Public awareness.--The department shall design and implement strategies for raising public awareness concerning SIDS and SUDI, including, but not limited to, the following: Risk factors for sudden infant death, including infant sleep position, exposure to smoke, overheating, inappropriate infant bedding and bed sharing.
Suggestions for reducing the risk of SIDS and SUDI. Section 5. Materials. Educational and instructional materials.--The program shall include the distribution of readily understandable information and educational and instructional materials regarding SIDS and SUDI. The materials shall explain the risk factors associated with SIDS and SUDI and emphasize safe sleeping practices. The materials shall be provided to parents prior to discharge from a hospital or birth center or by a HEALTH CARE PRACTITIONER for births that take place in settings other than a hospital or birth center.
Acknowledgment statement.--The acknowledgment statement shall be signed by a parent prior to discharge from a hospital or birth center or after births performed by a HEALTH CARE PRACTITIONER in settings other than a hospital or birth center. One copy of the acknowledgment statement shall be given to a parent,
and one copy shall remain on file in the hospital or birth center. Copies of acknowledgment statements signed by parents in settings other than a hospital or birth center shall be kept on file by the health care practitioner performing the birth. The acknowledgment statement shall be set forth in a form to be prescribed by the department.
Distribution of materials.--The information and educational and instructional materials described in subsection(a) shall be provided without cost by each hospital, birth center or HEALTH CARE PRACTITIONER to a parent of each newborn upon discharge from a hospital or birth center OR AFTER BIRTHS THAT TAKE PLACE IN SETTINGS OTHER THAN A HOSPITAL OR BIRTH CENTER.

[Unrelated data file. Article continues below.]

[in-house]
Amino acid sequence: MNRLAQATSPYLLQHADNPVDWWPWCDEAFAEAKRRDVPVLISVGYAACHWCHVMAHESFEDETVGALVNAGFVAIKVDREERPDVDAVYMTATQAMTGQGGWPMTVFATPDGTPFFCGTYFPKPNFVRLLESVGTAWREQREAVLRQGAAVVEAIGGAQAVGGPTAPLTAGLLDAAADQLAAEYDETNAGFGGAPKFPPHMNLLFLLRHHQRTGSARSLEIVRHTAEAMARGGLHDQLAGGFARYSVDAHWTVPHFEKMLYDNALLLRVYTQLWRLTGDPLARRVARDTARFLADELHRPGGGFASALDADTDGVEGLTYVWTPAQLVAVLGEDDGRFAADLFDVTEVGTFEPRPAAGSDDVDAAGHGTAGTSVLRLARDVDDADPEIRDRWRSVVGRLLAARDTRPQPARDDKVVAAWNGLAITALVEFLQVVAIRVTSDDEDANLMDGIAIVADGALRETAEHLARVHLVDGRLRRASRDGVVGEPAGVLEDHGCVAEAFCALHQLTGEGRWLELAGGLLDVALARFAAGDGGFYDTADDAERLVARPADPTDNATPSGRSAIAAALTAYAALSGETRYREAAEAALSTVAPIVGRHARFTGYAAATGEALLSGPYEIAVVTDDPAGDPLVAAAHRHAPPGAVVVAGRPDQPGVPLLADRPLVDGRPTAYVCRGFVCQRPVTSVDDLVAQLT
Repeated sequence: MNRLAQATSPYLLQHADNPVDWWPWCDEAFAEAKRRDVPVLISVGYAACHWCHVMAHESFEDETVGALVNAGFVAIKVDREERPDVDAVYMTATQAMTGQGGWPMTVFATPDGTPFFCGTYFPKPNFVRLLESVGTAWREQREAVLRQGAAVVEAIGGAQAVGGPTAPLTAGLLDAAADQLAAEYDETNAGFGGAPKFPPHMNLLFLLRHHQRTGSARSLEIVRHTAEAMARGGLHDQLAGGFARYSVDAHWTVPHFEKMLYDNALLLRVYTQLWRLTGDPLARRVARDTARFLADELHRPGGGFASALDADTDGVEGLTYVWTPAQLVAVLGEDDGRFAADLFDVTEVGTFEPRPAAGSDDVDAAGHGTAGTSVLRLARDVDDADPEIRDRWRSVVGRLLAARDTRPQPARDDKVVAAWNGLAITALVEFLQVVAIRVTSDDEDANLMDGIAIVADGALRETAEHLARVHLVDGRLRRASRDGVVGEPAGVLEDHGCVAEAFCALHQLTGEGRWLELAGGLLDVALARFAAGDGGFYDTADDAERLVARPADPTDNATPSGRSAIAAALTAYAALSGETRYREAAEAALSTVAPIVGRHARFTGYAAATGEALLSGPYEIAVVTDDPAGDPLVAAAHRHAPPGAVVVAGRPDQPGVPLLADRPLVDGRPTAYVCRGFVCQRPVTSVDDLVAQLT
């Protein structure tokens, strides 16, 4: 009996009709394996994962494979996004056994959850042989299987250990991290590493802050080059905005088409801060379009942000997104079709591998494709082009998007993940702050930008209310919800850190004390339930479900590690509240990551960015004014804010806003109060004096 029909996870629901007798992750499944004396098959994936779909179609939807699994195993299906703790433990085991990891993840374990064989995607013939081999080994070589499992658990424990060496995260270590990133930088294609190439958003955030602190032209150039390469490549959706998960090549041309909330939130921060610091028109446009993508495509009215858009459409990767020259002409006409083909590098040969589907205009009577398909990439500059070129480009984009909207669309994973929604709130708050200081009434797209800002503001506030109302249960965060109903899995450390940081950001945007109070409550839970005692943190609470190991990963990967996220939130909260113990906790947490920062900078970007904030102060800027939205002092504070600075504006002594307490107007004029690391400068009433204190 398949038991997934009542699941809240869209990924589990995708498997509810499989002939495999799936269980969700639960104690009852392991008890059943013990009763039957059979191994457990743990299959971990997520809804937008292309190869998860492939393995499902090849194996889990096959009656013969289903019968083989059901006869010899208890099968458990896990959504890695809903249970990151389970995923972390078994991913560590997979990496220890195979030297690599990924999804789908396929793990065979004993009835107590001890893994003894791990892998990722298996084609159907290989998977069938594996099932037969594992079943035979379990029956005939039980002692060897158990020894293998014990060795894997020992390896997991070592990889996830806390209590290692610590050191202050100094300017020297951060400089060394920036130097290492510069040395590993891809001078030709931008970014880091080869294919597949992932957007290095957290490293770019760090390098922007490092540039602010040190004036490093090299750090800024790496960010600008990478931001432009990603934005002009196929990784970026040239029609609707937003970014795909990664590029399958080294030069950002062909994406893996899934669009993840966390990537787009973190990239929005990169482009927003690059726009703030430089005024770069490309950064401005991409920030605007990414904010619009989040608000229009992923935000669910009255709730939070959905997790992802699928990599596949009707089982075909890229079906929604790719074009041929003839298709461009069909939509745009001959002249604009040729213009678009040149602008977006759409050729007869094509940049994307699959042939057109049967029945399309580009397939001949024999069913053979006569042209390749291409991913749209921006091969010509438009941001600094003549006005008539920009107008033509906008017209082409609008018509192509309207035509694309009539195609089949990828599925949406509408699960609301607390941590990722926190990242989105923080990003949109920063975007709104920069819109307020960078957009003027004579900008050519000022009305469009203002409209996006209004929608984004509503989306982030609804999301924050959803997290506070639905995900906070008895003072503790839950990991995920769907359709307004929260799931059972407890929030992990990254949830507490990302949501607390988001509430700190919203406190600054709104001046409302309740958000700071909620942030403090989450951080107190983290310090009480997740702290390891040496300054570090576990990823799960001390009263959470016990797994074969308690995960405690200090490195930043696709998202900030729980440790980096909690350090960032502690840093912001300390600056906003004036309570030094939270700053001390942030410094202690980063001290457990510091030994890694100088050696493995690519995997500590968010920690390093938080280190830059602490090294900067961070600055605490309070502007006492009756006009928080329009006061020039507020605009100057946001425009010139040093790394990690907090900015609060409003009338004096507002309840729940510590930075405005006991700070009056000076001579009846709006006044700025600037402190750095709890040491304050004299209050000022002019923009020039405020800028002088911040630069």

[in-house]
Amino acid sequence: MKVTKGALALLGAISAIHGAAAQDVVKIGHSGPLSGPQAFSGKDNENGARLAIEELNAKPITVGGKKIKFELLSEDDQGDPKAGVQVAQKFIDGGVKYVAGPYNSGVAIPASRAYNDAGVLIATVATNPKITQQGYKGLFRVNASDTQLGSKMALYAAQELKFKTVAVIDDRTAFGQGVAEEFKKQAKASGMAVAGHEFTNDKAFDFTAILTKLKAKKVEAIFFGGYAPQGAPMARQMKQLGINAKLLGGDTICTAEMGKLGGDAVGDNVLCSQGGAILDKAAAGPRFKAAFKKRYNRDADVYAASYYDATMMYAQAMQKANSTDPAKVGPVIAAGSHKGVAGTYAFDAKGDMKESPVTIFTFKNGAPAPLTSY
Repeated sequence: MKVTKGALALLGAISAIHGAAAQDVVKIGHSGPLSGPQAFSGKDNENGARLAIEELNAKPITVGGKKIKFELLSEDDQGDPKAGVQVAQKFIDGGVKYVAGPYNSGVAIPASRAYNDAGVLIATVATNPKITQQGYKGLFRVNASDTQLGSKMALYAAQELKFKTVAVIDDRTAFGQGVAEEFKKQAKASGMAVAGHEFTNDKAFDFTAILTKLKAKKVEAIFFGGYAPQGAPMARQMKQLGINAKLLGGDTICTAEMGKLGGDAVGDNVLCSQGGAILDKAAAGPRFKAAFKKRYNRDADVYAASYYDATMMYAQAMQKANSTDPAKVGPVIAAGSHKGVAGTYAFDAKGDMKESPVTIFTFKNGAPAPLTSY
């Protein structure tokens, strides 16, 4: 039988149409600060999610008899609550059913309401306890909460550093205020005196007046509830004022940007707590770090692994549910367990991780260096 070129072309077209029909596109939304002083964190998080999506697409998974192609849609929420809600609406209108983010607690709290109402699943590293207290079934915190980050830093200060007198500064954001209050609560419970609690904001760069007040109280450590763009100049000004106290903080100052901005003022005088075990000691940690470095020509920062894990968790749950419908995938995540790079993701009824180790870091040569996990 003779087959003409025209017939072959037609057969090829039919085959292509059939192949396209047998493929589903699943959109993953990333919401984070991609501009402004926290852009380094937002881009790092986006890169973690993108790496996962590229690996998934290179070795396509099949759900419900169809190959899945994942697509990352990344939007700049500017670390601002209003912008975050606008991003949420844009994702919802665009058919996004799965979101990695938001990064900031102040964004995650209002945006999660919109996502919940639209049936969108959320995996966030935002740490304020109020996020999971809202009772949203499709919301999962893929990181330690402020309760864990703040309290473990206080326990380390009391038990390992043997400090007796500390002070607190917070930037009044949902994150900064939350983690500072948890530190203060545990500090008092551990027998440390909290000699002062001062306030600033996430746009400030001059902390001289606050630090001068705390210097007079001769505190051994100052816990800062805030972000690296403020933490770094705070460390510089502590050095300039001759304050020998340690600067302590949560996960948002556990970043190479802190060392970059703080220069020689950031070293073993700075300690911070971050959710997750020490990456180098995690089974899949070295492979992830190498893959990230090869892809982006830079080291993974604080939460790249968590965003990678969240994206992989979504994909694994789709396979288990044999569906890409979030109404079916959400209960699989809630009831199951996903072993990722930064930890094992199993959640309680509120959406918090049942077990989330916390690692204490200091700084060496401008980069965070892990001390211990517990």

LIABILITY.--A HOSPITAL, BIRTHING CENTER OR HEALTH CARE PRACTITIONER SHALL NOT BE CIVILLY OR CRIMINALLY LIABLE FOR THE ACTION OR INACTION OF A PARENT WITH REGARD TO A NEWBORN'S OR INFANT'S SLEEPING POSITION PURSUANT TO MATERIALS GIVEN TO THE PARENT RELATING TO SIDS OR SUDI.
Section 6. Scope of act.
The department shall do the following: Work to improve the capacity of community-based services available to parents regarding the risk factors involved with SIDS and SUDI and safe sleeping practices for newborns and infants.
Work with other State and local governmental agencies, community and business leaders, community organizations, health care and human service providers and national organizations to coordinate efforts and maximize State and private resources in the areas of education about SIDS and SUDI, including the risk factors and safe sleeping practices.
Identify and, when appropriate, replicate or use successful SIDS and SUDI programs and procure related materials and services from organizations with appropriate experience and knowledge of SIDS and SUDI.
Section 7. Regulations.
The department may promulgate regulations necessary
to implement the provisions of this act.
Section 20. Effective date.
This act shall take effect in 60 DAYS.
VI. APPLIES TO: PERSON TO WHOM PERFORM:Nurse Executive
U Review of literature U Expert opinion
American Academy of Pediatrics Policy Statement, Task Force on Sudden Infant Death Syndrome. The Changing Concept of Sudden Infant Death Syndrome: Diagnostic
Coding Shifts, Controversies Regarding Sleeping Environment, and New Variables to Consider in Reducing Risk. Pediatrics, November 2005; 16(5): 1245-1255.
National Institute of Child Health and Human Development (NICHD), Continuing Education Program on SIDS Risk Reduction. KEYWORDS: